Making the most out of HS2
Eager to capitalise on the additional capacity benefits HS2 will bestow, Network Rail has released a document outlining its latest thinking and future plans. Details are a bit sketchy at the moment but a clearer picture should emerge in due course.
Better Connections – Options for the Integration of High Speed 2 says over 100 towns and cities will benefit from quicker and more frequent journeys once Phase Two (to Leeds and Manchester) is completed in 2032. (Phase One – from London to Birmingham – is scheduled for 2026).
Network Rail is keen to stress that HS2 should not be seen as a stand alone operation, and has to be integrated with the rest of the network if its benefits are to be maximised.
Capacity is at the heart of the argument: Passenger journeys have increased by nearly 50% over the last decade, and more than one million additional trains are run every year. The busiest parts of the network are at capacity during peak times and some of the biggest stations are busier than Heathrow Airport.
An additional 400m passenger journeys are expected by 2020, with the West Coast Main Line (WCML) likely to clog up by the mid 2020s. “In the peak, passengers may not even be able to board a train on some routes,” it gloomily predicts.
HS2 is heralded as the saviour: It will provide much needed capacity and free up other parts of the system as well. Although Phase One completion will provide some relief, the main benefits will only accrue after the final stage becomes operational.
Taking 2032 as the starting point, Network Rail outlines three possible options: (1) minimum, (2) incremental, and (3) integrated connectivity. The first approach would leave services more or less at 2032 (pre HS2) levels. HS2 and existing main line services would co-exist and run in parallel. There would be some relief, but the full benefits would not be enjoyed. The second approach would withdraw WCML and ECML main line trains and replace them with HS2 services, and the third approach would take this one step further by combining it with an integrated ‘hub and spoke’ network to improve end on connections.
Network Rail believes that passenger transfer to HS2 will be determined by a range of factors, including journey time reductions and good interchange facilities. It also assumes HS2 fare levels will be around the same “on average” as existing routes (and does not appear to envisage levying premium rates as is the case with HS1).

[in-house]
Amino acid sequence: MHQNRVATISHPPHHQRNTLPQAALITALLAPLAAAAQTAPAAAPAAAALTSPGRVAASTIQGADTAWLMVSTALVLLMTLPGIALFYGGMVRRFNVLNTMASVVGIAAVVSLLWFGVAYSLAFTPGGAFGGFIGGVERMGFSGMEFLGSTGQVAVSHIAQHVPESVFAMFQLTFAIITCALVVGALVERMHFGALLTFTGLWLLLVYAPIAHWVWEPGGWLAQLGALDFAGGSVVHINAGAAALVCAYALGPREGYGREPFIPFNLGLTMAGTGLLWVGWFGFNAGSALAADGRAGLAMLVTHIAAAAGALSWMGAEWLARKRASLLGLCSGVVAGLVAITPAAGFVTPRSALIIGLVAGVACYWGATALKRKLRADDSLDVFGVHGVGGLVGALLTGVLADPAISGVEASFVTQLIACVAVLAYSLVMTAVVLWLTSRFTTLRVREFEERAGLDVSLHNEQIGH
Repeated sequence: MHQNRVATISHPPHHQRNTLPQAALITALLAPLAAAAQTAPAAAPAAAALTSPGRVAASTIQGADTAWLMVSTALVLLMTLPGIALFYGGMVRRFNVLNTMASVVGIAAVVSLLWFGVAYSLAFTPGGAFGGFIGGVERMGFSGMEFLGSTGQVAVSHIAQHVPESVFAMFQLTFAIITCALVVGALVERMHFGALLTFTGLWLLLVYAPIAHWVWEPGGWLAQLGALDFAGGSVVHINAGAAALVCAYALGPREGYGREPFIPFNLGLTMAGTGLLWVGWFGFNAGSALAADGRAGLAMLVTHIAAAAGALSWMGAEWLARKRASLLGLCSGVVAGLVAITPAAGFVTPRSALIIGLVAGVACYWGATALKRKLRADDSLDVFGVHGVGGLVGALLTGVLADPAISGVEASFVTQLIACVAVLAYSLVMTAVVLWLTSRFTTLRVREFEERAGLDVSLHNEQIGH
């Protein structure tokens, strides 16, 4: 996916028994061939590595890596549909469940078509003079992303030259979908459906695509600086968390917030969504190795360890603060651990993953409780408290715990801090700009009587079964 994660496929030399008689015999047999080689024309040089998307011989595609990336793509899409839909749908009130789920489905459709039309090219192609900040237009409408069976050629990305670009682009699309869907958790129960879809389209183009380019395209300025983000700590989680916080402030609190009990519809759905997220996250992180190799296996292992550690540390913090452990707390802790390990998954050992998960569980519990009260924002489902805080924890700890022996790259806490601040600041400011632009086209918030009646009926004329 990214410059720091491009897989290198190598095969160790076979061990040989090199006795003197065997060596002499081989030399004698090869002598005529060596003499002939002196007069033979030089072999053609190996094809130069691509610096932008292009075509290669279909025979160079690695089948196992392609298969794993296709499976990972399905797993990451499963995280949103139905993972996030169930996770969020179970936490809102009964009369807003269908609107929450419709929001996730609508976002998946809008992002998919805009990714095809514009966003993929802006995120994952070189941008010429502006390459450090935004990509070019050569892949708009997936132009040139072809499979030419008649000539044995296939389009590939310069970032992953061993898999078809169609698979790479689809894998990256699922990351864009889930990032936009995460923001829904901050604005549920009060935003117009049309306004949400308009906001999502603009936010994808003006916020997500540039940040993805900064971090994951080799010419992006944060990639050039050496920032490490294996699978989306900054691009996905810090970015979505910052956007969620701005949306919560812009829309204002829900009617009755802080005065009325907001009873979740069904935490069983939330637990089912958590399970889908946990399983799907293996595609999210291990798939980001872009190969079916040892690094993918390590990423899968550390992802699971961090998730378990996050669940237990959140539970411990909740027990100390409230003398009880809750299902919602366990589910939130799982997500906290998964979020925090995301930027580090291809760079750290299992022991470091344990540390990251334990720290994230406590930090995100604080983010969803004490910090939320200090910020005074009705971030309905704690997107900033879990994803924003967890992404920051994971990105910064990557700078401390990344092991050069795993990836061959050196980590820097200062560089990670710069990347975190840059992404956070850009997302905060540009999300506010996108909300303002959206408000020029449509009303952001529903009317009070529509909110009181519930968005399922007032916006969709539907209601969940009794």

HS2 will free up complete train paths on both the WCML and ECML. On the Midland Main Line (MML) the effect is less clear cut, though some long distance passenger transfers from Derby, Nottingham and Sheffield are expected at Meadowhall and/or at the planned East Midlands hub at Toton.
The effects for passenger services on these three main lines would be twofold: Extra calling points could be put in, and/or services extended to serve other destinations. The appendix looks at a wide range of possible scenarios. On the ECML, for example, the capacity released could be utilised for introducing new services from London to Middlesbrough, Scarborough, Harrogate, Lincoln and several other places which no longer enjoy direct links.
However, the document also acknowledges that completion of the high speed line will release very little if any capacity, either north of Manchester (on the WCML) or Leeds (on the ECML), which classic HS2 classic services will still need to use in order to serve Glasgow, Edinburgh and Newcastle.
Freight gets a mention too, but mainly as an afterthought.
Network Rail consulted around 30 local, regional and industrial stakeholders while drafting this report – mainly the county, borough, district and city councils along the three main lines. More details should emerge when the LTPP (Long Term Planning Process) is completed in 2015/6.